Sorry for the radio silence – I’ve been busy weaving!
I have now completed five of the 16 sections – black and white, purple monochrome, orange monochrome, red/orange yellow at low saturation, red/orange/yellow at high saturation.
In the purple monochrome section, I decided to play with stripes. I set the weave structure to be 4/4 satin to even out the color blending, and then wove three sections – each with a different stripe pattern. Here is a subset of the results:
Sample #1 has all stripes equal width, with a regularly repeating color pattern, in both warp and weft. The result is a very rhythmic, even pattern – one that would go well where you don’t want any particular part to catch the eye. Napkins, for example.
Sample #2 has rhythmic stripes in both warp and weft – the color patterns and stripe widths are arranged symmetrically, resulting in a regular plaid. This has more irregularity than the equal-width pattern, adding more visual interest and energy. (Which could also be interpreted as “more busy”, depending on whether you liked the change or not.) This might make an interesting pattern for a jacket, as it adds visual interest without demanding 100% of the eye’s attention.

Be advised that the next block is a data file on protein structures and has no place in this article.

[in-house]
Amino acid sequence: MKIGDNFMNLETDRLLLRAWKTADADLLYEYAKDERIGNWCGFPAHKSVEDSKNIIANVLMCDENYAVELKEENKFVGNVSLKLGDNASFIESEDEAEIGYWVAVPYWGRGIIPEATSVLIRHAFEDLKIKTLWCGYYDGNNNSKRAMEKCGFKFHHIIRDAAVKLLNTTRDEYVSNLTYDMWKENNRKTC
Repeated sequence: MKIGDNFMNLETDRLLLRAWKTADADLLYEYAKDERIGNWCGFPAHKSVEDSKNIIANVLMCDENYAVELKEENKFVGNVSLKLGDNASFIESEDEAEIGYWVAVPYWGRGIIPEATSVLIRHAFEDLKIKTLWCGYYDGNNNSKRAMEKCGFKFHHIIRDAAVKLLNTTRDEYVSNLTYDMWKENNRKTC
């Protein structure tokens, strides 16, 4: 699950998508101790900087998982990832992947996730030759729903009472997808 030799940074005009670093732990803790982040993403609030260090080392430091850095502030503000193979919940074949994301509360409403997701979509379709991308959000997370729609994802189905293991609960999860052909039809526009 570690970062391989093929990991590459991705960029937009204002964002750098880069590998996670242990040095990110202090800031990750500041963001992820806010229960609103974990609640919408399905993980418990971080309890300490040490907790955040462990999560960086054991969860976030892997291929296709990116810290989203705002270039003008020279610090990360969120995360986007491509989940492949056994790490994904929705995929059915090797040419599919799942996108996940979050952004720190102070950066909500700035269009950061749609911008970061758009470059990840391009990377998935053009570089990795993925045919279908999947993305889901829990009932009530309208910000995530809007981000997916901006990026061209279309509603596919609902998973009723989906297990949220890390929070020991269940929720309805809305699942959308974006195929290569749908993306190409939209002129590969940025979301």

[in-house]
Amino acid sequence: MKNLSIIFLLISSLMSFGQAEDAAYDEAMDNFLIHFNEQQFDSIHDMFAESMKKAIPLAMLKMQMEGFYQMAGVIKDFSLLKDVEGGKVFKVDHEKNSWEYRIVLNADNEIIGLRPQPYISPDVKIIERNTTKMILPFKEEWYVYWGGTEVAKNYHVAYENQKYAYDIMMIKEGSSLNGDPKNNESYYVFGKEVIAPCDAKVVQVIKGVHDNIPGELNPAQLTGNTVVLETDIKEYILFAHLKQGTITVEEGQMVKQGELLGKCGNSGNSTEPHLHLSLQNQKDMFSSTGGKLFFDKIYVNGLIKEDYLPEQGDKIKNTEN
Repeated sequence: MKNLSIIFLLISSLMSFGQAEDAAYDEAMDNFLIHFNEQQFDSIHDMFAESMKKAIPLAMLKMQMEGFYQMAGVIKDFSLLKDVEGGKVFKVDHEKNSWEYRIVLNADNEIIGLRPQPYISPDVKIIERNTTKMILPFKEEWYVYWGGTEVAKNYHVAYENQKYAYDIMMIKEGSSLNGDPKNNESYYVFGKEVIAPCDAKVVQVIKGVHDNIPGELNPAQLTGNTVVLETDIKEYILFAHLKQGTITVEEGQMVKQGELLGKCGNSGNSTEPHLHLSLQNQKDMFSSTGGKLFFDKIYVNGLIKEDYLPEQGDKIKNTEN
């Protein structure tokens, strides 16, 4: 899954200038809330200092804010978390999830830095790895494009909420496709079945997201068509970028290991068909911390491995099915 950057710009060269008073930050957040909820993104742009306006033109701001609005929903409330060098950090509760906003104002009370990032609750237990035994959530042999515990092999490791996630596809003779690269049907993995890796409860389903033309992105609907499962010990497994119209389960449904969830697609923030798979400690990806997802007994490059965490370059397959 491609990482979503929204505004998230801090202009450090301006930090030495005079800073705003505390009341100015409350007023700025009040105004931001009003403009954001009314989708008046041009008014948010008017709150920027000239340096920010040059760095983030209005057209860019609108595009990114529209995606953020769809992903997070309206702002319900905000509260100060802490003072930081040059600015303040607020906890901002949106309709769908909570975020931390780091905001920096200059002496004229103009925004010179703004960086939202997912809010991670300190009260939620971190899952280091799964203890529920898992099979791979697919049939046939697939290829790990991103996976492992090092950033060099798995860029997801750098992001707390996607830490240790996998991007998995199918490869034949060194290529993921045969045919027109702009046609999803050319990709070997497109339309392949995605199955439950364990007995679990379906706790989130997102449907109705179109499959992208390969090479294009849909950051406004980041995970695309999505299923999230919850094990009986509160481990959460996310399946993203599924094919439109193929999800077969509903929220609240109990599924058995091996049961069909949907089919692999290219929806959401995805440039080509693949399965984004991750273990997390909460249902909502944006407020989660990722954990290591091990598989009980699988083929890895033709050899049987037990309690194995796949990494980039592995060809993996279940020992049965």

Sample #3 has stripes in a Fibonacci ratio – each stripe is a Fibonacci ratio to its neighbor – and woven “as drawn in”, i.e. with the same color and stripe-width sequence in warp and weft. Because there’s no symmetry and no repetition, it feels more chaotic to the eye, and because the lighter colors are in the top left, the eye is drawn to the top left, leaving the composition somewhat unbalanced. This might be useful as part of an art piece – or as more visually interesting napkins, depending on how you feel about napkins!
Sample #4 is irregular both in warp and weft, pattern and color. It has no rhythm at all, so it feels the most chaotic of the four samples, and I’d be least inclined to use it. It feels more like a jumble of color than something intentional.
Remarkable how rhythm and repetition affect the feel of a piece, no?